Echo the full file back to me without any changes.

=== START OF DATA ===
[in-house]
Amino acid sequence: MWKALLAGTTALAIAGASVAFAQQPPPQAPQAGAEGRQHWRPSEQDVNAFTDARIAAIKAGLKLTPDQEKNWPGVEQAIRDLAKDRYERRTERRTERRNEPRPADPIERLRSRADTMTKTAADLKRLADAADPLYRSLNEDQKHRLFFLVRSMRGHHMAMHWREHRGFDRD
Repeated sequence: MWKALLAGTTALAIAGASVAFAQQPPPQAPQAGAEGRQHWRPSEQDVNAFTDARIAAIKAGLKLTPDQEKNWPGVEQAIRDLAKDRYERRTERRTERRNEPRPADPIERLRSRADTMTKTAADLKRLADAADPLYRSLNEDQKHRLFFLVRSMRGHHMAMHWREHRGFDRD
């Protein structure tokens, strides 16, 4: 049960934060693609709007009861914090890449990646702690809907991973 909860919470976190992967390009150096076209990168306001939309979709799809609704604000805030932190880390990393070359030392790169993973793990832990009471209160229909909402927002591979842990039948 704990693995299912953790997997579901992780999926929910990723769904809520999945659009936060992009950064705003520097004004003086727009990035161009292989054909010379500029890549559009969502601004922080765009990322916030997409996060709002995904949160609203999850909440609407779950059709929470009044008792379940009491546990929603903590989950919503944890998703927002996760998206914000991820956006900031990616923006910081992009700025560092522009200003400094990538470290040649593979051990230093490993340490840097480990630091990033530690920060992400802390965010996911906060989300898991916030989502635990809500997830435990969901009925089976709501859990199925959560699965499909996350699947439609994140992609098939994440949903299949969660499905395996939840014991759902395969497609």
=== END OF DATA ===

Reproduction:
[in-house]
Amino acid sequence: MWKALLAGTTALAIAGASVAFAQQPPPQAPQAGAEGRQHWRPSEQDVNAFTDARIAAIKAGLKLTPDQEKNWPGVEQAIRDLAKDRYERRTERRTERRNEPRPADPIERLRSRADTMTKTAADLKRLADAADPLYRSLNEDQKHRLFFLVRSMRGHHMAMHWREHRGFDRD
Repeated sequence: MWKALLAGTTALAIAGASVAFAQQPPPQAPQAGAEGRQHWRPSEQDVNAFTDARIAAIKAGLKLTPDQEKNWPGVEQAIRDLAKDRYERRTERRTERRNEPRPADPIERLRSRADTMTKTAADLKRLADAADPLYRSLNEDQKHRLFFLVRSMRGHHMAMHWREHRGFDRD
């Protein structure tokens, strides 16, 4: 049960934060693609709007009861914090890449990646702690809907991973 909860919470976190992967390009150096076209990168306001939309979709799809609704604000805030932190880390990393070359030392790169993973793990832990009471209160229909909402927002591979842990039948 704990693995299912953790997997579901992780999926929910990723769904809520999945659009936060992009950064705003520097004004003086727009990035161009292989054909010379500029890549559009969502601004922080765009990322916030997409996060709002995904949160609203999850909440609407779950059709929470009044008792379940009491546990929603903590989950919503944890998703927002996760998206914000991820956006900031990616923006910081992009700025560092522009200003400094990538470290040649593979051990230093490993340490840097480990630091990033530690920060992400802390965010996911906060989300898991916030989502635990809500997830435990969901009925089976709501859990199925959560699965499909996350699947439609994140992609098939994440949903299949969660499905395996939840014991759902395969497609």